The values of each employee at an organization collectively determines the overall culture. This includes freelancers, a group expected to represent 43 percent of the workforce by 2020, according to Intuit's 2020 Report. Employers should understand what motivates freelancers, and freelancers should understand what makes an organization successful. This is all foundational expectation setting that should happen as soon as possible whenever anyone new joins an organization.
Robyn Segal knows what it's like to be both a freelancer and a traditional employee. Now an art director at Edelman, a global public relations agency, Segal was first a freelance designer there before being offered a full-time position five years ago. "I intentionally came into the office. In our industry, it can be harder to work remotely because of the amount of meetings we have for projects," she says. That intention paid off, too.
The first step of onboarding is a vital one, especially when the freelancer is on-site instead of remote. To avoid falling into an "out of sight, out of mind" trap, encourage freelancers to come into the office when they can -- this can even lead to more work for freelancers in the long run, simply because they're physically present to accept it.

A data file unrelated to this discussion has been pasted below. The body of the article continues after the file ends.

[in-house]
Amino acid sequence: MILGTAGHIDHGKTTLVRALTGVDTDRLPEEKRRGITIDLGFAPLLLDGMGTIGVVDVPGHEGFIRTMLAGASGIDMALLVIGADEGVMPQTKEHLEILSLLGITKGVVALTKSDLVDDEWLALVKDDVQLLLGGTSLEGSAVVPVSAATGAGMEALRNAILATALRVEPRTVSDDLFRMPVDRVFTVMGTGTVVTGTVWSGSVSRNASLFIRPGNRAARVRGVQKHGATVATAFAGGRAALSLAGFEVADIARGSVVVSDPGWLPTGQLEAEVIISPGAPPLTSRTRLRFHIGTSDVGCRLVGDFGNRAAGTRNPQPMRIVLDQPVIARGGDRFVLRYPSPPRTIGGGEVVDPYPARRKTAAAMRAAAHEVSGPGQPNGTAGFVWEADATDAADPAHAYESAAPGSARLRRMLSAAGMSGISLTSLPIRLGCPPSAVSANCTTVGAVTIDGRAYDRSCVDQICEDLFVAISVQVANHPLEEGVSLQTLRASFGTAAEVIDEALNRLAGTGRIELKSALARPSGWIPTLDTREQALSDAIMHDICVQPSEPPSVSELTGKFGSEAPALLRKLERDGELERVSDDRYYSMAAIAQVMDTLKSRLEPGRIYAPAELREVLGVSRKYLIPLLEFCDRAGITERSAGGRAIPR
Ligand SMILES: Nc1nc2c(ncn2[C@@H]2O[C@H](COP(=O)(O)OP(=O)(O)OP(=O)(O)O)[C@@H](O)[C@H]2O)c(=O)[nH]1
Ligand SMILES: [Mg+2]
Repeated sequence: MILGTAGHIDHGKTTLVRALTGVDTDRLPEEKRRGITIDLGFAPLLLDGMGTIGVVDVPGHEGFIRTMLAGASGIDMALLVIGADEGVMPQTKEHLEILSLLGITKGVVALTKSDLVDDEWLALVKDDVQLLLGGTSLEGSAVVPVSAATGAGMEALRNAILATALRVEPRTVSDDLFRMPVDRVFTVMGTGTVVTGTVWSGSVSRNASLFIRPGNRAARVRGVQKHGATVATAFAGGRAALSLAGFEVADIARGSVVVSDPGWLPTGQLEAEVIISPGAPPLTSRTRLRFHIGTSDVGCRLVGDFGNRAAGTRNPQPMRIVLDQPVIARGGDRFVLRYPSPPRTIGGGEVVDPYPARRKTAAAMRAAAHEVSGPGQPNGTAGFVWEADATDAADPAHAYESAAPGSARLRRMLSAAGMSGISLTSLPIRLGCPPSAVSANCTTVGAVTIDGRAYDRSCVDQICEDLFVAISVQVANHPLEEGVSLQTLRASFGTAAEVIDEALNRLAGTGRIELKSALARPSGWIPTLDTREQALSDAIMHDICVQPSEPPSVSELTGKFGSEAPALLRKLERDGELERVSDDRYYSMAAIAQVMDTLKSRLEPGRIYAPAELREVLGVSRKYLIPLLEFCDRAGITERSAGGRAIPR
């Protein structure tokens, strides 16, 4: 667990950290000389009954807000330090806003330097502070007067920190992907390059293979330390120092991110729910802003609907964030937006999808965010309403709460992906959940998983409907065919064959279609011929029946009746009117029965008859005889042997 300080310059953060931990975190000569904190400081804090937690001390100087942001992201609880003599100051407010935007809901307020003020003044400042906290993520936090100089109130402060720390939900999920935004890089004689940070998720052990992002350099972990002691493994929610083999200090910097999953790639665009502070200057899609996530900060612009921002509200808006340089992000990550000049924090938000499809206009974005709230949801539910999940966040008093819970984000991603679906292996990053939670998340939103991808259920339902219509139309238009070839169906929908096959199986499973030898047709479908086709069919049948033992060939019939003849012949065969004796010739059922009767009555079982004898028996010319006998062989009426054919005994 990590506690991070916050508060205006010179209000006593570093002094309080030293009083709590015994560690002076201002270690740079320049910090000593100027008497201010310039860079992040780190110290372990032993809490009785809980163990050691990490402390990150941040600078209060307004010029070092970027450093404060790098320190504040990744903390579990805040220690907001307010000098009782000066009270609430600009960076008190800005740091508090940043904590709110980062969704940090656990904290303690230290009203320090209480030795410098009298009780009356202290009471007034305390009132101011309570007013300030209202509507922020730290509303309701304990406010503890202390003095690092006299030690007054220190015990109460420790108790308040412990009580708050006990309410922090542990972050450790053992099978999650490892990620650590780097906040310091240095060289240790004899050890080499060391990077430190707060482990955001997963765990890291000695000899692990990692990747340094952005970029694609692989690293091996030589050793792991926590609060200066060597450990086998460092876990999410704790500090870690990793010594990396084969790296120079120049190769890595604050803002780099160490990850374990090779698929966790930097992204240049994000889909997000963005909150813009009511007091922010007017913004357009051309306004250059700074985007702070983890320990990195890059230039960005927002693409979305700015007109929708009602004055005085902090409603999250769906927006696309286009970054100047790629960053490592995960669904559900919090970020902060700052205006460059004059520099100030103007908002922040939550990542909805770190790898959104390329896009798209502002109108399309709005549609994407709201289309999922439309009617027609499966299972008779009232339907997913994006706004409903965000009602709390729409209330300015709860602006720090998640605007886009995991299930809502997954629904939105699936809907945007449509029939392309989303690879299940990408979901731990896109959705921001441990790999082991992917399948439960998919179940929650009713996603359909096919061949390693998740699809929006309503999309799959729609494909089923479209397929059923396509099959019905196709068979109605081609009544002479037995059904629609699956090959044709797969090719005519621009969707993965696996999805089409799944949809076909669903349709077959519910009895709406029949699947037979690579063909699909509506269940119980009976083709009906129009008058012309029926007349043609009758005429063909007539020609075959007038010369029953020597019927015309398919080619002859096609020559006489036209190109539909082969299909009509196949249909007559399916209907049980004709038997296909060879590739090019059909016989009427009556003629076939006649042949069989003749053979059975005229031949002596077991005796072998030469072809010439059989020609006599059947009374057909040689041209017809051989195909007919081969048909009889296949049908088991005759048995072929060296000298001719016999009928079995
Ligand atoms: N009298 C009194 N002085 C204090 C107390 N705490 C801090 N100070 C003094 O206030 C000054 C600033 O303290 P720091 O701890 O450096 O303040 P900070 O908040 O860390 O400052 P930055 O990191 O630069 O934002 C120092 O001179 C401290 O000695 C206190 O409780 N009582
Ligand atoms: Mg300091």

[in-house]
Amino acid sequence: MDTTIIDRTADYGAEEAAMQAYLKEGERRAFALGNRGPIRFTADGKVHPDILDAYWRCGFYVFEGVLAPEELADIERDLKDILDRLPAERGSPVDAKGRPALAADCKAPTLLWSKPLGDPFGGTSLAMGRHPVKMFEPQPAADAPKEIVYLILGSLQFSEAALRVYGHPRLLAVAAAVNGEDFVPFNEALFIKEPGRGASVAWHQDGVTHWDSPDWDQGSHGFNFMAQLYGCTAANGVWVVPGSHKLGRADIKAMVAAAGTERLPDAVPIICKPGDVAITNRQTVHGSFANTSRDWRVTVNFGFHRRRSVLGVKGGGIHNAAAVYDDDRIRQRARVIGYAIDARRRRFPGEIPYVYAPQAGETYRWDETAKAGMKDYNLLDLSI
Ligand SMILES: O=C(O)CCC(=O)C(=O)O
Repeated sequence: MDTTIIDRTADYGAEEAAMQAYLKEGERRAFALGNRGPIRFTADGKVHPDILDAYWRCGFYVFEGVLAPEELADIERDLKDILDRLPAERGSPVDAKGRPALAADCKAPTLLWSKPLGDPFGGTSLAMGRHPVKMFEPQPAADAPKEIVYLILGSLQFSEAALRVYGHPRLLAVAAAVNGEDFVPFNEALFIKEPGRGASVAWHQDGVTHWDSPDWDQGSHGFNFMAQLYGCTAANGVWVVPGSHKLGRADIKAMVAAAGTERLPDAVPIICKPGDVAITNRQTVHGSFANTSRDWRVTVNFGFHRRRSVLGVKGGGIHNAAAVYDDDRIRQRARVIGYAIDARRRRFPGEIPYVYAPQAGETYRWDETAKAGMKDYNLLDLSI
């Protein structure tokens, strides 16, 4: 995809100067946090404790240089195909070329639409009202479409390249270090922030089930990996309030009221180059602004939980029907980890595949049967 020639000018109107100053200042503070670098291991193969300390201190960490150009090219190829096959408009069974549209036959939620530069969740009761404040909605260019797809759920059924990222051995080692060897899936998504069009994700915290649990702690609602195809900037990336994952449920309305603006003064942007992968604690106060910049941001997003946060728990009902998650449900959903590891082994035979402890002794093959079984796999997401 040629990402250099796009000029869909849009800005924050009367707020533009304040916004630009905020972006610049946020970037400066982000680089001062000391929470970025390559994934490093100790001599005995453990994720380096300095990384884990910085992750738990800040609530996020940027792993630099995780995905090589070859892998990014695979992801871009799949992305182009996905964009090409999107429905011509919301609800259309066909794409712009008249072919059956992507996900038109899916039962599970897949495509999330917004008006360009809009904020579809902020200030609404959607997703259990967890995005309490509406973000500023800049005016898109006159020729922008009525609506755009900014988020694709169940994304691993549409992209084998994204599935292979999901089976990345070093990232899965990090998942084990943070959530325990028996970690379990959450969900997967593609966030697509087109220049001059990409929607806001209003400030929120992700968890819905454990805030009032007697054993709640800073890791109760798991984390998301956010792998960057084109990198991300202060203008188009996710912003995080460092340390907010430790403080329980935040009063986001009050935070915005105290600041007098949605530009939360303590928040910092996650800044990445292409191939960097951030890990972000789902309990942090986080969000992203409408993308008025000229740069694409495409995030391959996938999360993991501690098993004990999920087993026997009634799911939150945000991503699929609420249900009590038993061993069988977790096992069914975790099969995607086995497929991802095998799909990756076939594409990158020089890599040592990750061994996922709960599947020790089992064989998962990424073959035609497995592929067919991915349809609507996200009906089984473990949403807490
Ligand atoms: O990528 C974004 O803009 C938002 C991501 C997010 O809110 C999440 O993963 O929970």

Inclusiveness breeds loyalty.
Freelancers -- more than half of whom confirmed that they will never return to more traditional, full-time employment, according to a LinkedIn ProFinder survey -- still value having an office and the common camaraderie and culture that comes with that.
Besides being a resource to an organization, helping employees better achieve business goals and providing specialized expertise, using freelancers often just makes good business sense.
Viewing freelancers not as "separate from" but rather as "a part of" strengthens office culture. It doesn't dilute it. New connections are made, gaps are filled and different energy finds its way into projects.
"Think hard about new people that you bring in or seek out," offers Dan Fletcher, director of strategy at Salt Lake City-based digital creative agency Contravent, which employs around 60 employees. "Freelancing can be a gateway to bringing new relationships and people to your business."
Contravent aims to make their freelance employees feel just as much a part of the team as full- or part-time employees. They host weekly happy hours and invite employees, freelancers, partner organizations, clients and friends and family to join. In this way, Fletcher and his colleagues are bringing the culture with them wherever they go. And inviting others to join in.
As office environments and teams increasingly become a flexible, ever-changing blend of full-time, part-time and freelance employees, it's critical that everyone at the organization understands how to navigate these new dynamics. Managers are responsible for rallying their teams, knowing how and when to make sure freelancers are included, and for making sure the company culture as a whole benefits from every person's presence and unique contribution.
Related Video: How Can You Get the Most Out of Your Remote Employees?